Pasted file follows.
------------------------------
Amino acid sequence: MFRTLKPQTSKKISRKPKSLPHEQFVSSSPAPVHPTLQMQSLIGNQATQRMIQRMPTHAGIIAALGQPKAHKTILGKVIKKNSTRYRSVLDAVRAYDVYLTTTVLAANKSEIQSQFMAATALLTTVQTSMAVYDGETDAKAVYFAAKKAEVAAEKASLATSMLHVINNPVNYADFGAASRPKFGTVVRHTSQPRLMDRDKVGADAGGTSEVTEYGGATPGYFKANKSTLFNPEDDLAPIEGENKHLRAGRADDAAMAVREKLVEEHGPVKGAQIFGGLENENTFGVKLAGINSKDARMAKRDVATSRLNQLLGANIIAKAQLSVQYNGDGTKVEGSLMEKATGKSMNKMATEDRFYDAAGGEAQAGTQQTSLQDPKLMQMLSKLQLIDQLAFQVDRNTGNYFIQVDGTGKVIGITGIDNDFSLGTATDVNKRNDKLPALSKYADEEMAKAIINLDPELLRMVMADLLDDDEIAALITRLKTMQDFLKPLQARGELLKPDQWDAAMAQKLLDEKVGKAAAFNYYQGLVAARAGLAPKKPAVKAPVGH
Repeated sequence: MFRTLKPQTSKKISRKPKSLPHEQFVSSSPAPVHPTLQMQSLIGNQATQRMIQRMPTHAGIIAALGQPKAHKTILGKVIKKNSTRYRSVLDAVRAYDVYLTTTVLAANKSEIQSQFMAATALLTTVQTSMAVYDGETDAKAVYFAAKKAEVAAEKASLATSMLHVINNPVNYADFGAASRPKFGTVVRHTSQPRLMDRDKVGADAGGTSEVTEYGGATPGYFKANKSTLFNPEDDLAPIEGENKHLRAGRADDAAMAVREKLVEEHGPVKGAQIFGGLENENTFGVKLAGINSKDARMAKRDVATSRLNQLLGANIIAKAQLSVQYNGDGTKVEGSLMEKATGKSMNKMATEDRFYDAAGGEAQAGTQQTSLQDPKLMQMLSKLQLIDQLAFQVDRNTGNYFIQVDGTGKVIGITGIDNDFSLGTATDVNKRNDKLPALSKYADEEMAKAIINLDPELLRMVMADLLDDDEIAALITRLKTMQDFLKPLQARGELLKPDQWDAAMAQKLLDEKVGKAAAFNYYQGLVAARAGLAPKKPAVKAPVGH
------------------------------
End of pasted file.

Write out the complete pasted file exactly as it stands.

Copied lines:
Amino acid sequence: MFRTLKPQTSKKISRKPKSLPHEQFVSSSPAPVHPTLQMQSLIGNQATQRMIQRMPTHAGIIAALGQPKAHKTILGKVIKKNSTRYRSVLDAVRAYDVYLTTTVLAANKSEIQSQFMAATALLTTVQTSMAVYDGETDAKAVYFAAKKAEVAAEKASLATSMLHVINNPVNYADFGAASRPKFGTVVRHTSQPRLMDRDKVGADAGGTSEVTEYGGATPGYFKANKSTLFNPEDDLAPIEGENKHLRAGRADDAAMAVREKLVEEHGPVKGAQIFGGLENENTFGVKLAGINSKDARMAKRDVATSRLNQLLGANIIAKAQLSVQYNGDGTKVEGSLMEKATGKSMNKMATEDRFYDAAGGEAQAGTQQTSLQDPKLMQMLSKLQLIDQLAFQVDRNTGNYFIQVDGTGKVIGITGIDNDFSLGTATDVNKRNDKLPALSKYADEEMAKAIINLDPELLRMVMADLLDDDEIAALITRLKTMQDFLKPLQARGELLKPDQWDAAMAQKLLDEKVGKAAAFNYYQGLVAARAGLAPKKPAVKAPVGH
Repeated sequence: MFRTLKPQTSKKISRKPKSLPHEQFVSSSPAPVHPTLQMQSLIGNQATQRMIQRMPTHAGIIAALGQPKAHKTILGKVIKKNSTRYRSVLDAVRAYDVYLTTTVLAANKSEIQSQFMAATALLTTVQTSMAVYDGETDAKAVYFAAKKAEVAAEKASLATSMLHVINNPVNYADFGAASRPKFGTVVRHTSQPRLMDRDKVGADAGGTSEVTEYGGATPGYFKANKSTLFNPEDDLAPIEGENKHLRAGRADDAAMAVREKLVEEHGPVKGAQIFGGLENENTFGVKLAGINSKDARMAKRDVATSRLNQLLGANIIAKAQLSVQYNGDGTKVEGSLMEKATGKSMNKMATEDRFYDAAGGEAQAGTQQTSLQDPKLMQMLSKLQLIDQLAFQVDRNTGNYFIQVDGTGKVIGITGIDNDFSLGTATDVNKRNDKLPALSKYADEEMAKAIINLDPELLRMVMADLLDDDEIAALITRLKTMQDFLKPLQARGELLKPDQWDAAMAQKLLDEKVGKAAAFNYYQGLVAARAGLAPKKPAVKAPVGH